Over the past few weeks I’ve been following a story relating to the continued threats made to Anita Sarkeesian. These have ranged from the standard troll comments to detailed death and rape threats, and now to a threat against a university if they allowed her to speak. (Link here)
This woman must be about to unleash some awfully sensitive or dangerous information… oh. Hold on. No. She made a series of videos and blogs about feminism in gaming.
I don’t particularly agree with some of the things she says. Having played games on various devices since I was tiny, I don’t think the games industry is trying to put women off. Those games that have become more and more misogynistic… I don’t buy them. Nor would I buy them for my kids.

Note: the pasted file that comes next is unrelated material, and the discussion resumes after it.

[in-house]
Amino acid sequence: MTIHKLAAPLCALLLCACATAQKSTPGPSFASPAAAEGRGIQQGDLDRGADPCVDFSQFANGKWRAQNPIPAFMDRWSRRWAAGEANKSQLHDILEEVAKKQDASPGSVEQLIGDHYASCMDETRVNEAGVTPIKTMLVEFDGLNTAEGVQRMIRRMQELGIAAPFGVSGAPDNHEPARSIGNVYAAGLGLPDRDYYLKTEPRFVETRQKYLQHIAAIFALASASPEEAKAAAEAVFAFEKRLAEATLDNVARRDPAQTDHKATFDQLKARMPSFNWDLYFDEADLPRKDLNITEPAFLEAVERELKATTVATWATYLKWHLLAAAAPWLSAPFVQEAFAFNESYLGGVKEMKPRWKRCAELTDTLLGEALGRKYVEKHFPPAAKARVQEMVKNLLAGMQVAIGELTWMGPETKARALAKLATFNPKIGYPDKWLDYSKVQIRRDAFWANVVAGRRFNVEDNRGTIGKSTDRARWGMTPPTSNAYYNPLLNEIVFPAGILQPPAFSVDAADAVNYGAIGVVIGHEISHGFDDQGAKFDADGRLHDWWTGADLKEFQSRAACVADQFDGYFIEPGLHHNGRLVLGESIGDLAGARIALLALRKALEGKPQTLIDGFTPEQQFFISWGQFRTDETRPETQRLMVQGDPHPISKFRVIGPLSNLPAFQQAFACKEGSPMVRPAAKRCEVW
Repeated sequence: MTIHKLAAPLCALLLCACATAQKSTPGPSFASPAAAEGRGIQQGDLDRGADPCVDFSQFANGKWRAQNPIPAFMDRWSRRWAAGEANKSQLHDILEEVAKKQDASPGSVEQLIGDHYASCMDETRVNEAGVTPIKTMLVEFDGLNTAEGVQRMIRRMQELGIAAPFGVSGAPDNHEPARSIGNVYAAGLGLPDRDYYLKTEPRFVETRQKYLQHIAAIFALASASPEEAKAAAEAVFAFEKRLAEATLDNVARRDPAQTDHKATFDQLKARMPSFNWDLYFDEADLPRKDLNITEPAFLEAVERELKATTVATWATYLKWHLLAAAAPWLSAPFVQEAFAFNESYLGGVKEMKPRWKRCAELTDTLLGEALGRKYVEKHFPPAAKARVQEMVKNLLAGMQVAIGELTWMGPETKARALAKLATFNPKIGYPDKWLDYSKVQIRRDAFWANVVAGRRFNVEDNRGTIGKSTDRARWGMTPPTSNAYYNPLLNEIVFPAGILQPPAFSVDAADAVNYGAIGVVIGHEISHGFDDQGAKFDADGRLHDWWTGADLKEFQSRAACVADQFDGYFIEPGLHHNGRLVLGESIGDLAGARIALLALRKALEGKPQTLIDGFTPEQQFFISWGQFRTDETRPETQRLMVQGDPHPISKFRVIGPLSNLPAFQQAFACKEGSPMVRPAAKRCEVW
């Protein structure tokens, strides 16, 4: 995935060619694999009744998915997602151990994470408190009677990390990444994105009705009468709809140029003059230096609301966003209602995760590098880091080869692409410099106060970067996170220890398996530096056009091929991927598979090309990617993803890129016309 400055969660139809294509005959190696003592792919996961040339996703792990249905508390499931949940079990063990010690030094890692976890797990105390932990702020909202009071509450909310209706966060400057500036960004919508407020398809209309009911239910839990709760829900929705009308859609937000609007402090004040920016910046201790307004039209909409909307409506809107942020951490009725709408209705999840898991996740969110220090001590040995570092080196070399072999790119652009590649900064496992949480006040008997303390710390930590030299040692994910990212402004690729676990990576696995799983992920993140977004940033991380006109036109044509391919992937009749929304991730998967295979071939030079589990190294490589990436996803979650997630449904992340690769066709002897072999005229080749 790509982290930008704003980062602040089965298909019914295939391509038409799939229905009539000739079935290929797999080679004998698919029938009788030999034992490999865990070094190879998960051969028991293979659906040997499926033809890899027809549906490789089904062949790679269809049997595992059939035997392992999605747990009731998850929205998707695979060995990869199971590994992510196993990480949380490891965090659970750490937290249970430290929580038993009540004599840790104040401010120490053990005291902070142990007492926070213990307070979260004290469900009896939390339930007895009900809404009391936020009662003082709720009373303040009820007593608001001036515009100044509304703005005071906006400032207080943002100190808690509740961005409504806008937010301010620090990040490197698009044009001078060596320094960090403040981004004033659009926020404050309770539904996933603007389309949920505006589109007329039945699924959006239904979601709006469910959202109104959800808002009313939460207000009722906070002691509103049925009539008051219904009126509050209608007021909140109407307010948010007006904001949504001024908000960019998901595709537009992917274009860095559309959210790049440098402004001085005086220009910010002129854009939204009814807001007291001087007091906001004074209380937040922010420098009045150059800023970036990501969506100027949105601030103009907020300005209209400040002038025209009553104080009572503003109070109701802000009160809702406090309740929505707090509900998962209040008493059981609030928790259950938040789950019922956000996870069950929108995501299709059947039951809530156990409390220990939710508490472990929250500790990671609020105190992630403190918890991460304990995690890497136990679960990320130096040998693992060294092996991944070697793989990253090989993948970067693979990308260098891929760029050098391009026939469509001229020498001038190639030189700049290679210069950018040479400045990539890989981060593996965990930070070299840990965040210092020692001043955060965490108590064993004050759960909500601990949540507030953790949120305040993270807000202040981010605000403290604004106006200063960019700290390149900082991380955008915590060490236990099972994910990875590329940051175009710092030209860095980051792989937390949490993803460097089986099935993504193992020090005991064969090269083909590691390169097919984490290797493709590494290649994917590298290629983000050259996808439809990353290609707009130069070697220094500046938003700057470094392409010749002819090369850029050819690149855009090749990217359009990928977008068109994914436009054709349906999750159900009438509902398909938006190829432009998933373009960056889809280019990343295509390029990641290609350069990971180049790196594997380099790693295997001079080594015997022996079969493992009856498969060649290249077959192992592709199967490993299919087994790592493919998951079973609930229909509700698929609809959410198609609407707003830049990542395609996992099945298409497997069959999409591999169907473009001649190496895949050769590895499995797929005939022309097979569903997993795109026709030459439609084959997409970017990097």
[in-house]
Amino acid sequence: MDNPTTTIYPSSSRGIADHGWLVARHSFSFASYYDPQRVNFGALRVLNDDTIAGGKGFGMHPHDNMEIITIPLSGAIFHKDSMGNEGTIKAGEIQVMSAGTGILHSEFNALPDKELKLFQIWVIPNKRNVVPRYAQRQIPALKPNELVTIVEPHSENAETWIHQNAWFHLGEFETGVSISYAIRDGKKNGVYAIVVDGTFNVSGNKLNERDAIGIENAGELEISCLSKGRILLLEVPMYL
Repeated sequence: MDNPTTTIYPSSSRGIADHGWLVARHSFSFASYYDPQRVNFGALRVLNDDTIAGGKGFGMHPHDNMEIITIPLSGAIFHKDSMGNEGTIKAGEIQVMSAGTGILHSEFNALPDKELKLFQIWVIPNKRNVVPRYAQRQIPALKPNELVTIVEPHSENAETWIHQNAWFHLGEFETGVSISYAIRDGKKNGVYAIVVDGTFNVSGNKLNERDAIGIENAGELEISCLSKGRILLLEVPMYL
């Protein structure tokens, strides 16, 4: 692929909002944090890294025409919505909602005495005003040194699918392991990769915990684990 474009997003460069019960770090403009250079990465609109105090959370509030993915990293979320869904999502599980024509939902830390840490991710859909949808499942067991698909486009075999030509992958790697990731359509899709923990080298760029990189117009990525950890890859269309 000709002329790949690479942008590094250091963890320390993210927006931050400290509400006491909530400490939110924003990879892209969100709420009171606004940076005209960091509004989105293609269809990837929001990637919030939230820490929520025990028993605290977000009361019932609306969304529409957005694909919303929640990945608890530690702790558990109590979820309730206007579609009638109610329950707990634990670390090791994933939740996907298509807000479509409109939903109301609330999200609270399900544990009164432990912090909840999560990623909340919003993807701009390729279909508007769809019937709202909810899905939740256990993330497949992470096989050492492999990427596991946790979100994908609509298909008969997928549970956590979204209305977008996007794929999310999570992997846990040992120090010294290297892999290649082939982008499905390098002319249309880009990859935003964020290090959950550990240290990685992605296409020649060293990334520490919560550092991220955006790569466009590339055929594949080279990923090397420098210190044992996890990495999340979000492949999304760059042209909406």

I am a massive advocate for parents actually clueing themselves up on what a PEGI rating is and why buying an 18 rated game for a 10 year old is basically damaging.
I’ve gone off on a tangent…
My point is that I spend a large percentage of my life trying to show young people that anyone can enjoy tech, that being a geek is awesome (just try telling my kids that cryptography is boring – they have been getting encrypted messages from Dr X all week :p ), that girls can code just as well as boys, and developer creative hissy fits are a well recognised phenomenon.
Then I read the news.
Then I dwell on the dark corners of the world I’m encouraging these kids into.
With every living breath I try to pass on the absolute love I feel for Computer Science. But there’s that nagging doubt that it’s going to be tough for the outspoken.
What do I do? I keep going of course. If a pair of breasts close to a keyboard is such a threat, then that is not the fault of the breast-owner. That suggests some deep Freudian insecurity on the parts of these keyboard warriors.
Tim Berners-Lee created the internet to be a vast network of shared thoughts and ideas. By trying to silence one woman, they made her message go global in the national news. It seems the internet bit them back.